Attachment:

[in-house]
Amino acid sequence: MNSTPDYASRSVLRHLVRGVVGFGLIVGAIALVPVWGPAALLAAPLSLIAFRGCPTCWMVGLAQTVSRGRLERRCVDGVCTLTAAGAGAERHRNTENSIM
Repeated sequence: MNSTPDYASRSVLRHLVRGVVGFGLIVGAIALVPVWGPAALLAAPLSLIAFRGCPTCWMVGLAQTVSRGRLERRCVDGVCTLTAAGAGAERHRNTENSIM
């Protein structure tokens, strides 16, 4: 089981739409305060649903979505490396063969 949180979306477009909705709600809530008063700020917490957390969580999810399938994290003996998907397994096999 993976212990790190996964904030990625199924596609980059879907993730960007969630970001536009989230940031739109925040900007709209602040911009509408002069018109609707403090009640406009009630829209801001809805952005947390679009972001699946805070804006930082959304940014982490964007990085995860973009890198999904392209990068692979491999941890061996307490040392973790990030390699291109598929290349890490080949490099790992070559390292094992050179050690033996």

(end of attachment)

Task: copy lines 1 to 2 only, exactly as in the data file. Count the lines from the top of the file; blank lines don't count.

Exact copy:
[in-house]
Amino acid sequence: MNSTPDYASRSVLRHLVRGVVGFGLIVGAIALVPVWGPAALLAAPLSLIAFRGCPTCWMVGLAQTVSRGRLERRCVDGVCTLTAAGAGAERHRNTENSIM